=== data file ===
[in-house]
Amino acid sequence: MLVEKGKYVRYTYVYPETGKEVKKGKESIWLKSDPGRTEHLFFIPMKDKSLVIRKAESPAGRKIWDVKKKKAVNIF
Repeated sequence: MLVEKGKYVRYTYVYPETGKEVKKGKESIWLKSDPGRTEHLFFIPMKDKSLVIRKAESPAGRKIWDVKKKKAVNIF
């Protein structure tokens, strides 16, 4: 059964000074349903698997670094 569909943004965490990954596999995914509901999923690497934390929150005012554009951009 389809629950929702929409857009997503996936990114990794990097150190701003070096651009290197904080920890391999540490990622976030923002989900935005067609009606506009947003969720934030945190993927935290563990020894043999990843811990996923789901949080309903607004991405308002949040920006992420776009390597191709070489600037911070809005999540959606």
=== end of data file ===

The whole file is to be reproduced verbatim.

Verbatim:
[in-house]
Amino acid sequence: MLVEKGKYVRYTYVYPETGKEVKKGKESIWLKSDPGRTEHLFFIPMKDKSLVIRKAESPAGRKIWDVKKKKAVNIF
Repeated sequence: MLVEKGKYVRYTYVYPETGKEVKKGKESIWLKSDPGRTEHLFFIPMKDKSLVIRKAESPAGRKIWDVKKKKAVNIF
């Protein structure tokens, strides 16, 4: 059964000074349903698997670094 569909943004965490990954596999995914509901999923690497934390929150005012554009951009 389809629950929702929409857009997503996936990114990794990097150190701003070096651009290197904080920890391999540490990622976030923002989900935005067609009606506009947003969720934030945190993927935290563990020894043999990843811990996923789901949080309903607004991405308002949040920006992420776009390597191709070489600037911070809005999540959606």